Hope is a difficult concept to grasp, especially after going so long without experiencing much. But after a full year of COVID-19 quarantining, lockdowns, and restrictions, the light at the end of the tunnel might be real. Much needed relief is coming to (most) Americans, Biden plans to have every American adult vaccinated by May, and the weather feels like it’s getting warmer by the day. Not everything is perfect, of course—how could it be after so much suffering and struggle?—but here’s hoping that encouragement we’re currently feeling isn’t seasonal. (Although if states continue opening up too soon, it could be.)
We dive right into the biggest political news of the week alongside artist interviews, Meghan and Harry (and Oprah) memes, and a TikTok conspiracy theory that needs to be heard to be believed.
On Art Uncovered, Kimberly speaks with Parker Thornton, an artist and writer who lives and works in Atlanta, Ga. Her practice ranges from lens-based media to sculpture, writing, and performance. She has exhibited work nationally at Whitespace, Historic Oakland Cemetery, and SOUP Experimental. Parker was the 2020 winner of the Andrew M. West Scholarship at Georgia State University.
On this week’s Book Talk, Kory speaks with author Kate Quinn about The Rose Code, heart-stopping World War II story of three female code breakers at Bletchley Park and the spy they must root out after the war is over.
On Radio Dispatch, the Knefels discuss new CDC guidelines say that vaccinated people can be together indoors. Plus a stimulus bill round-up including the highs and lows of the Democratic Party.
On BreakThru Radio Weekly, associate producer Joe Virgillito speaks with Mikey Biddlestone, a political psychology PhD researcher at the University of Kent, about a conspiracy theory propagated on social media app TikTok that questions the truth of Helen Keller’s life story. Charles Hinshaw and J. McVay discuss the film, One Night in Miami… directed by Regina King and starring Kingsley Ben-Adir, Eli Goree, Aldis Hodge, and Leslie Odom Jr. (now available on Amazon Prime). Plus a live performance from Soul Honey Records, recorded exclusively for BTRtoday.
When she was eleven, a tumultuous age when the need to fit in is strong due to a lack of self-confidence, Courtney befriended the “cool kids” at the local pool. When her neighborhood friends, who did not fit the ideals of coolness, asked to play with Courtney and her clique, she actively excluded them in fear that she would be rejected by the popular crowd. Years later, she still regrets her actions and on 1st Person shares how the experience taught her to never compromise who she is just to be accepted.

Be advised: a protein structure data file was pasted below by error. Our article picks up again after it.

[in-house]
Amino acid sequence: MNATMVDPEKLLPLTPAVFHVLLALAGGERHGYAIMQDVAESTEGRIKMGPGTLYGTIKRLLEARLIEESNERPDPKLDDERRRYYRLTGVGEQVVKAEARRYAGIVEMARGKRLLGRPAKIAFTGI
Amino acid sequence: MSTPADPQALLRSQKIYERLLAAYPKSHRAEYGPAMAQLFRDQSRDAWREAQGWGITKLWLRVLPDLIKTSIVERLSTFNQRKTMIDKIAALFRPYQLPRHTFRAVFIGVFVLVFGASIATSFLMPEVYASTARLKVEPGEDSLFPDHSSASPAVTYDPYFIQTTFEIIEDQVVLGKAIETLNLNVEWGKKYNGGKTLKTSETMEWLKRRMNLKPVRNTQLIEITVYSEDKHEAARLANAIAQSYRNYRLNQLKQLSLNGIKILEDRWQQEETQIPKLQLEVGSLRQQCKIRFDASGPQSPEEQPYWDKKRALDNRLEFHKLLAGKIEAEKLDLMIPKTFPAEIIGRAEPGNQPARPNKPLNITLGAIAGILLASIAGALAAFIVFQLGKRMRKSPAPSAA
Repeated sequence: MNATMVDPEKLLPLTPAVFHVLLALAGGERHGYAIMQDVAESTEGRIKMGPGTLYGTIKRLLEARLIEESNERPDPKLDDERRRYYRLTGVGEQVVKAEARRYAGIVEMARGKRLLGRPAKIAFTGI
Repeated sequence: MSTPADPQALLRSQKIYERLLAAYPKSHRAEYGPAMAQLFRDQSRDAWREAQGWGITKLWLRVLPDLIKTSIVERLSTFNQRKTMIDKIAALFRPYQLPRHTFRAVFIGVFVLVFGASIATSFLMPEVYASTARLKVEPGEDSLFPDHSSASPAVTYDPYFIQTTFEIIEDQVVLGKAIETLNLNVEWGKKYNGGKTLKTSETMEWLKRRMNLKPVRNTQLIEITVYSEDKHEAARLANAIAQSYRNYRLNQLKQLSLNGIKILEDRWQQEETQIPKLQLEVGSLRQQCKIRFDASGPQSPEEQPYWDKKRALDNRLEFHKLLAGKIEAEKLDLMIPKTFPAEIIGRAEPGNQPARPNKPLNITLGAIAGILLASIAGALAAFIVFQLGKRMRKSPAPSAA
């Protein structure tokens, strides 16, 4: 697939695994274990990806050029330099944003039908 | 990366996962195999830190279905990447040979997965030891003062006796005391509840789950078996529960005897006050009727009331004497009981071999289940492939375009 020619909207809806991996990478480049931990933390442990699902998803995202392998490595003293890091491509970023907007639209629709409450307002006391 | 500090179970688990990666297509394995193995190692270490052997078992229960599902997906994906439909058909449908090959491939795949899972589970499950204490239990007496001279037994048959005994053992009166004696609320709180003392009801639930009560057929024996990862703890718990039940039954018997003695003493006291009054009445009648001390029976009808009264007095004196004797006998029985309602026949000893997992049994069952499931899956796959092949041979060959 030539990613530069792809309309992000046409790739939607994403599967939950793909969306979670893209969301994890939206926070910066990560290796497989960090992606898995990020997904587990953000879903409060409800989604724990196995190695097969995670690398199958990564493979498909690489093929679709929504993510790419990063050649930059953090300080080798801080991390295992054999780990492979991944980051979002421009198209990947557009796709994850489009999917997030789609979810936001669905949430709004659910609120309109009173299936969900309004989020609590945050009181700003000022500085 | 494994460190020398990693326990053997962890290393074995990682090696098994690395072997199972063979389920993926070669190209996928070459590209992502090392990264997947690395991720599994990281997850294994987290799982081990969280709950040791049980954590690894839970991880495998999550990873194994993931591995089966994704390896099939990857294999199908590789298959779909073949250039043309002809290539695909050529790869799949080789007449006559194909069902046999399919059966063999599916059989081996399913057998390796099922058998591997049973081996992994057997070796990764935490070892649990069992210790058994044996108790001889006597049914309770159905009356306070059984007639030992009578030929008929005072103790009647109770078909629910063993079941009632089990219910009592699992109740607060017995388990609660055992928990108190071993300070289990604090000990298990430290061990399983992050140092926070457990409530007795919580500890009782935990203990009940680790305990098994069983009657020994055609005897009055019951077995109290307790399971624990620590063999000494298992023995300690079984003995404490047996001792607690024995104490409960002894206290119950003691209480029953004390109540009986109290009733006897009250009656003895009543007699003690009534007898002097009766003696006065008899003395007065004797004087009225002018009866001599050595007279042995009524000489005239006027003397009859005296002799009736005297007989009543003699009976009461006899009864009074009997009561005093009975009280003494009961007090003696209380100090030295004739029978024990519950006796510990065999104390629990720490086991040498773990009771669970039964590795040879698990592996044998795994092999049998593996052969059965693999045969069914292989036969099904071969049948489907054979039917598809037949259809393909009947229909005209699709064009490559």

On Video Dispatch, John Knefel comments on the long and continuing battle for a federal minimum wage of $15 an hour after a vote failed to pass the Senate as part of an amendment to the most recent COVID relief bill.
Cable news hosts and Democratic Party bosses loved Andrew Cuomo as a foil to Trump. But now that Trump is gone, Cuomo’s usefulness has all but dried up. So what’s next for the scandal-ridden governor?
When a television format lends itself to memes— like, say, a back-and-forth interview between Oprah Winfrey, Meghan Markle, and Prince Harry—online posters strike quickly with memes.
As states begin reopening fully against many health experts’ advice, we’re reminded that consuming whatever, wherever, and however they want is the only “freedom” most Americans deem worth fighting for.
There’s far more to be encouraged about in the latest COVID relief bill than just stimulus checks.
Passing the latest COVID relief bill is an enormous win for Biden, and there are more wins on the horizon if Democrats continue pushing.
Other Politics & Pop Culture News …
In Nevada, the entire staff of the state’s Democratic Party quit after socialists ran the table and won all five party leadership positions.
As non-fungible tokens (NFTs) grow in popularity, Everest Pipkin explains their downside, which goes far beyond ecological damage and power consumption.
For Slate, Ben Mathis-Lilley provides a useful guide to “the GOP’s ascendant congressional wing of bullshitters, cranks, zealots, and personal-life disasters.”
The New York Times provides a deeper look into the Lincoln Project’s insidious grift.